3 Tips For Making Your Child More Comfortable When Testing Their Blood Sugar Levels

Health & Medical Blog

If your child was recently diagnosed with diabetes, you and your child may be apprehensive about performing finger pricks to test their blood sugar levels. If so, use the following tips to help make your child more comfortable when obtaining a sample to test their blood sugar levels.

Alternate Fingers Used for Testing

Depending on the doctor's instructions, you will most likely have to test your child's blood sugar several times a day. The more their fingers are stuck, the sorer they will become. As a result, the next fingerstick in the same area may become very uncomfortable.

To decrease this discomfort and give each finger a rest, alternate the fingertips used for each stick. Doing so gives the previous finger time to heal until its time comes around to be stuck again.

Avoid Sticking the Tips of Their Fingers

Another way to decrease your child's soreness is to avoid sticking the tips or pads of their fingertips. Since these areas have more nerve endings that help with your child's sense of touch, your child will feel the stick more.

Instead of using the tips or pads, use the lancet on the sides of the fingertips. These areas have fewer nerve endings and thicker skin so your child will not feel the stick as much.

Milk the Finger Instead of Squeezing

Once you have stuck the side of your child's fingertips, you will need to extract enough blood to place on the test strip. However, do not squeeze the finger to make the blood drop form, as doing this can pinch the skin and could break the capillaries in the fingertips. This, in turn, would make your child's fingers very sore.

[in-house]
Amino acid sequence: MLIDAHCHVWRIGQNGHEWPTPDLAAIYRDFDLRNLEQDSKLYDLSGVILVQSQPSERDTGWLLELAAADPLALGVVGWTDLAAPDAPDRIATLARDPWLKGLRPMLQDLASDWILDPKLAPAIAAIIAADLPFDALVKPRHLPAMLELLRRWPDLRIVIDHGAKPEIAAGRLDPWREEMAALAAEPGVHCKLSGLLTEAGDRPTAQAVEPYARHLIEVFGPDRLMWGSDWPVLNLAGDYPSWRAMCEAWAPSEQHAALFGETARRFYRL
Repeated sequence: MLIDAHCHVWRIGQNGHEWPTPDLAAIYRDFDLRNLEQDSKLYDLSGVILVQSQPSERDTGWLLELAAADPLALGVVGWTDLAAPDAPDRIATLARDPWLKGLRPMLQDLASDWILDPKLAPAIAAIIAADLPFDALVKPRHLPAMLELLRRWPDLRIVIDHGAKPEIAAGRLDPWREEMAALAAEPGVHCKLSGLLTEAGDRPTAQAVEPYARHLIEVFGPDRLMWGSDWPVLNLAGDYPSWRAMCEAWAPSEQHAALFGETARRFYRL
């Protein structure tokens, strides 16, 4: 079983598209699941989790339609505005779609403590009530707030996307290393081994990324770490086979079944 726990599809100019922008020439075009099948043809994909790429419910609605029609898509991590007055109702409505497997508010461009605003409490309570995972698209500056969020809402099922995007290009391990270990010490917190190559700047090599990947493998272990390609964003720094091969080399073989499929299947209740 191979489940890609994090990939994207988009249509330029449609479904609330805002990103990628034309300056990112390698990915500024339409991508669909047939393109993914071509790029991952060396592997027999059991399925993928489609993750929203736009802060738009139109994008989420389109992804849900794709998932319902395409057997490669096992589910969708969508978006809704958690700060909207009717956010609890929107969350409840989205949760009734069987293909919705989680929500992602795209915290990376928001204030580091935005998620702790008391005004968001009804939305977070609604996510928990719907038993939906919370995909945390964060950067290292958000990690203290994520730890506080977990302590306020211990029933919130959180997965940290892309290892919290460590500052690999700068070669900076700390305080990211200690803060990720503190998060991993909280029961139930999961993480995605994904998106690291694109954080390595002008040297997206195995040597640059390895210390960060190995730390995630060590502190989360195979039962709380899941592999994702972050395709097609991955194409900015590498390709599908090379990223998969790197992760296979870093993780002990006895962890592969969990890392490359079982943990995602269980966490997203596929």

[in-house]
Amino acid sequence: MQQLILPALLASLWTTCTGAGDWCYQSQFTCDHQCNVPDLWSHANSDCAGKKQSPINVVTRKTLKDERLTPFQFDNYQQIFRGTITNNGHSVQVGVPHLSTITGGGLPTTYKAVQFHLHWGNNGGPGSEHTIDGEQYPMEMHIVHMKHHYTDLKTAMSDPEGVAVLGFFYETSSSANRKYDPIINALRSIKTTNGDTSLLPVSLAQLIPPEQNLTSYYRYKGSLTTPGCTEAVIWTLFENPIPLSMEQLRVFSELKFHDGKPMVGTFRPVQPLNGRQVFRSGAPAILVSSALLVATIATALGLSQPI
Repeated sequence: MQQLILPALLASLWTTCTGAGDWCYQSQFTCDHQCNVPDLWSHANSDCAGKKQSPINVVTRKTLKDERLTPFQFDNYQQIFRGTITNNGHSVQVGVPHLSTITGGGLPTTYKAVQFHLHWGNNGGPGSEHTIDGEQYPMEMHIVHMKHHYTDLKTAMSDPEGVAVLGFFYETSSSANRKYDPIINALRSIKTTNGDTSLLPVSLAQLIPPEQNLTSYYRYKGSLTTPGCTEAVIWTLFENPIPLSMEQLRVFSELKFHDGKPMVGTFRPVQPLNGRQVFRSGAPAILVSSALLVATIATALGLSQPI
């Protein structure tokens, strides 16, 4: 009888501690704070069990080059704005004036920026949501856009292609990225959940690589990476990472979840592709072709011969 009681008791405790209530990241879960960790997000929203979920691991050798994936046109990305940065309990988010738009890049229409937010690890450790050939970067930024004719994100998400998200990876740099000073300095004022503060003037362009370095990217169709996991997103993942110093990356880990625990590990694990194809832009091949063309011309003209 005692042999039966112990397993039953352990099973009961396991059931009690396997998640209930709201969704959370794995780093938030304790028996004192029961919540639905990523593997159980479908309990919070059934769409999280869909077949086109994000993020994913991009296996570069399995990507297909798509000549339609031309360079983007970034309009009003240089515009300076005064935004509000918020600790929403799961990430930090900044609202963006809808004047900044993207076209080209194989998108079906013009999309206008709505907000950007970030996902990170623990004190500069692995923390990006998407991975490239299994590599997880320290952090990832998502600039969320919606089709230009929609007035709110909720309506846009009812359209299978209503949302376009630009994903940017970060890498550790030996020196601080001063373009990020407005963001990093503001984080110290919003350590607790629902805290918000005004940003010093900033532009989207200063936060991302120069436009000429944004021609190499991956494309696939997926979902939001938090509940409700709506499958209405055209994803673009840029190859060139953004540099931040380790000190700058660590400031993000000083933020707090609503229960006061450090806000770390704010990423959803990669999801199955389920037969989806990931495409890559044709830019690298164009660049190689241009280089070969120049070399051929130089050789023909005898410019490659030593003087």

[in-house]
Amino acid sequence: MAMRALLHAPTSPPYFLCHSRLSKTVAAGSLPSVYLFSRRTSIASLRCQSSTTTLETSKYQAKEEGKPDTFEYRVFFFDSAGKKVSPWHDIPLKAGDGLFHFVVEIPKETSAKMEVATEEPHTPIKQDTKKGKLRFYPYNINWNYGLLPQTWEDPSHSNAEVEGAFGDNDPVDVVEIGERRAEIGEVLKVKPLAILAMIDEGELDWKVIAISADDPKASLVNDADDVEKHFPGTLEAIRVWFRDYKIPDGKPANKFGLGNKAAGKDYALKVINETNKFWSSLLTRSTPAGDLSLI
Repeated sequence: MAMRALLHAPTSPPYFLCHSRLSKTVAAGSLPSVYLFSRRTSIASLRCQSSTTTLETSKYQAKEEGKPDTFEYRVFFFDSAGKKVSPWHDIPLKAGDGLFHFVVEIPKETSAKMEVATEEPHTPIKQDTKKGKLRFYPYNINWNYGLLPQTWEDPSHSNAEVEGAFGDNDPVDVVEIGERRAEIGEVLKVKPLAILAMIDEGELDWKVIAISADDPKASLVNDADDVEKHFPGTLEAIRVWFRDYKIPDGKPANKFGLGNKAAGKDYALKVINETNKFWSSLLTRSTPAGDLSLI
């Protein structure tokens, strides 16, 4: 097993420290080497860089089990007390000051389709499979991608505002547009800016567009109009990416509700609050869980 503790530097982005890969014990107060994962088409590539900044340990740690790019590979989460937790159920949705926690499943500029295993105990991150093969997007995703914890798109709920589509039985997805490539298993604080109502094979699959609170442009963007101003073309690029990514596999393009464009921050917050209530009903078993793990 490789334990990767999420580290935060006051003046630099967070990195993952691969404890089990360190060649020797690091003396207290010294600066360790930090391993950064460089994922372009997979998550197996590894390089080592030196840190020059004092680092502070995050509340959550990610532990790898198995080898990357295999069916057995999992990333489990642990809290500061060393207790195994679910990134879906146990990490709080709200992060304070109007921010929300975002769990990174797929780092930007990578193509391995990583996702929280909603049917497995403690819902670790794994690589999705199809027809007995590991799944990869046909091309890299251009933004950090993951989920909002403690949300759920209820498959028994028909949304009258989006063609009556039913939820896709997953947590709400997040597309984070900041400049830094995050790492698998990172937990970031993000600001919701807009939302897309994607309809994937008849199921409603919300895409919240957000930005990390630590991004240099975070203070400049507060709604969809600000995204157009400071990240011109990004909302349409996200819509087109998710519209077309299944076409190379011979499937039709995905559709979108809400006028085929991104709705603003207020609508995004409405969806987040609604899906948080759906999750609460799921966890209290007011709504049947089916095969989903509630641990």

Instead, milk the blood out of the site. You can do this by gently massaging your child's finger, starting at the base. As you work your way up toward the fingertip, a drop of blood should form that is large enough to test with.

If you consistently have problems with obtaining a blood sample large enough for your child's glucose monitor, speak with your pediatric service about your technique. Or you may want to ask for a recommendation for a monitor that requires a small amount of blood to run the test.

Using the above tips while testing your child's blood sugar can help make them more comfortable. Contact a pediatric service that offers blood sugar testing for children to learn more about testing your child's blood sugar, as well as ways to help manage their diabetes.


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